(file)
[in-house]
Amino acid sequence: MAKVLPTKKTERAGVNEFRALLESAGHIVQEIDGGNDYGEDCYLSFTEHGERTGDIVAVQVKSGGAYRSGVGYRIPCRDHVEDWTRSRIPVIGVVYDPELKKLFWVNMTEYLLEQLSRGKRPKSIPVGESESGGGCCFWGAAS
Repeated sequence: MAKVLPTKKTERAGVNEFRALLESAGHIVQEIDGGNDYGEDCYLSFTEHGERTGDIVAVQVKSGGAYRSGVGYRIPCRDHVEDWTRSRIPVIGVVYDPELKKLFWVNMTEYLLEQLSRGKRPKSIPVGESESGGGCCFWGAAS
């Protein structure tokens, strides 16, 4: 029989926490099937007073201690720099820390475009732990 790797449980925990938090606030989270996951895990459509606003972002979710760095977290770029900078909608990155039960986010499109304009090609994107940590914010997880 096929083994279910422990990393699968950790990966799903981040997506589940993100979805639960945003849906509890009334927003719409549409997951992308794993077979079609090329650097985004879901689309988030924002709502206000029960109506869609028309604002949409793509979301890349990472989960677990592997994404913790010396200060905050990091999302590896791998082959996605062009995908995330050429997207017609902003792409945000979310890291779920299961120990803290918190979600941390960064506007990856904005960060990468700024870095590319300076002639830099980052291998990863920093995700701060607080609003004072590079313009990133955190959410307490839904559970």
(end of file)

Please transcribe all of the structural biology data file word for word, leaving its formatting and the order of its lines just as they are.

[in-house]
Amino acid sequence: MAKVLPTKKTERAGVNEFRALLESAGHIVQEIDGGNDYGEDCYLSFTEHGERTGDIVAVQVKSGGAYRSGVGYRIPCRDHVEDWTRSRIPVIGVVYDPELKKLFWVNMTEYLLEQLSRGKRPKSIPVGESESGGGCCFWGAAS
Repeated sequence: MAKVLPTKKTERAGVNEFRALLESAGHIVQEIDGGNDYGEDCYLSFTEHGERTGDIVAVQVKSGGAYRSGVGYRIPCRDHVEDWTRSRIPVIGVVYDPELKKLFWVNMTEYLLEQLSRGKRPKSIPVGESESGGGCCFWGAAS
């Protein structure tokens, strides 16, 4: 029989926490099937007073201690720099820390475009732990 790797449980925990938090606030989270996951895990459509606003972002979710760095977290770029900078909608990155039960986010499109304009090609994107940590914010997880 096929083994279910422990990393699968950790990966799903981040997506589940993100979805639960945003849906509890009334927003719409549409997951992308794993077979079609090329650097985004879901689309988030924002709502206000029960109506869609028309604002949409793509979301890349990472989960677990592997994404913790010396200060905050990091999302590896791998082959996605062009995908995330050429997207017609902003792409945000979310890291779920299961120990803290918190979600941390960064506007990856904005960060990468700024870095590319300076002639830099980052291998990863920093995700701060607080609003004072590079313009990133955190959410307490839904559970």